I have a situation that seems to require attention but I’m not sure how to handle it. I work for a small media company (under 20 employees) where advertiser sales and company rep relations is very important to our business. My supervisor has proceeded to upset a large majority of our advertiser reps with his “egotistical, self centered, sarcastic” attitude (ad rep words, not mine!). As I’ve made my rounds at conventions and industry functions, I’ve had dozens of ad reps who do business with our company come to me to complain about my supervisor’s attitude. The reps tell me that they like my personality and that they respect my attitude, and they all say nearly the same thing: “This isn’t a big deal, BUT…your supervisor is a jerk and I don’t like dealing with his attitude. He makes me feel uncomfortable.”
It’s costing our company business and lowering our company’s reputation, but the owner (my supervisor’s boss) chooses to overlook the problem and make excuses for his attitude that “people don’t always ‘get’ his attitude.” The owner wants our company to flourish, and I’m at a crossroads because I think our owner would want to know how many people dislike my supervisor, but I also don’t want to shoot myself in the foot by coming across as a “tattle-tale.” Yet I also don’t want our ad reps to think that I’m not taking their concerns to heart. I’ve suggested that each rep discuss the problem with our owner, but they all say the same thing — Your owner is aware of the problem but doesn’t seem to care. What should I do?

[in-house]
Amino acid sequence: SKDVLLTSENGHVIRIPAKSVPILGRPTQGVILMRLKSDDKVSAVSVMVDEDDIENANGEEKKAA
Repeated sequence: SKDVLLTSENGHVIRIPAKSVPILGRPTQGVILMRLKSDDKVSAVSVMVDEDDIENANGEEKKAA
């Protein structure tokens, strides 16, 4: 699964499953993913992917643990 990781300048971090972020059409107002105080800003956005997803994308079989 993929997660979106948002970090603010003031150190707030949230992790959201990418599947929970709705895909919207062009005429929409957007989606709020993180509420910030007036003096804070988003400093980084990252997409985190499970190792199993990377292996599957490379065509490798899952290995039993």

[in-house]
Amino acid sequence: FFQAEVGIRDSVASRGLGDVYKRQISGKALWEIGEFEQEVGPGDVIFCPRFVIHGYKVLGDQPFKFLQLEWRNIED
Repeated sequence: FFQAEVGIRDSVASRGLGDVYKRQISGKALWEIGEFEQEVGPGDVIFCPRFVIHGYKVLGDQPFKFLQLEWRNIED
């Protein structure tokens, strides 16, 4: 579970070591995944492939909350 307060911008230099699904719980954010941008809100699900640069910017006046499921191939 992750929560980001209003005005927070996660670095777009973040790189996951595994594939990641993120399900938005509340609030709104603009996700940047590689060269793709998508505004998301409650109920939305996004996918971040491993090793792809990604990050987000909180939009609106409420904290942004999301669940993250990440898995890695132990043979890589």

OFFICE-POLITICS REPLY BY ARNIE HERZ, ESQ
Dear Concerned Employee,
You need to get beyond the “tattle-tale” fear.
The current dynamic is not serving anyone – the owner, the customers, you, the other employees, and even the supervisor. Something needs to shift the status quo or this company will be extinct in short order. And for you, it is clear that you are in need of a corporate environment that reflects your values of putting the customer first. Given that the current dynamic is not workable for you or anyone, and you are the one with some degree of passion to fix it, then it is time for you to speak up.
Organize your thoughts in anticipation of a meeting with the boss. Role play the anticipated conversation with a colleague or friend in advance. Like anything you do, rehearsal and practice is very important because it positions you for optimal success. Then, set up a meeting with the boss and tell him how you feel. For example, you could tell the boss that you very much enjoy working for the company, you care about the customers and you want to see the business thrive. Let him know how many customers have voiced complaints about the supervisor and how you believe it is imperative that the boss take steps to help the supervisor improve his customer relations skills. I believe the boss will appreciate your honesty and commitment and will take steps to fix the situation. And, if he does not, then you need to ask yourself “Is this the right work environment for me?”
If you think there is a risk of termination for speaking up, then before you have the conversation make sure you have your resume in good order and you are well positioned to find another job in a short time frame. Even if there is no risk of termination, it is always good to have other employment options available. It gives you the leverage and confidence you need to speak up and take a chance, and not remain locked in an unhealthy work environment.
Bottom line: Create leverage by finding viable employment options; speak your truth because it can make a huge difference for many people; congratulate yourself for having both great values and the courage to live and work in a way that aligns with your values.
Let me know how it goes. Thanks for writing to Office-Politics.
Arnie Herz, is a lawyer, mediator, speaker, author and consultant nationally recognized for his practical and inspired approach to conflict resolution and client counseling. Visit his blog at LegalSanity.com
Publication note: This letter was originally published in 2005. We are republishing the best letters from Office-Politics and integrating them with our blog format.
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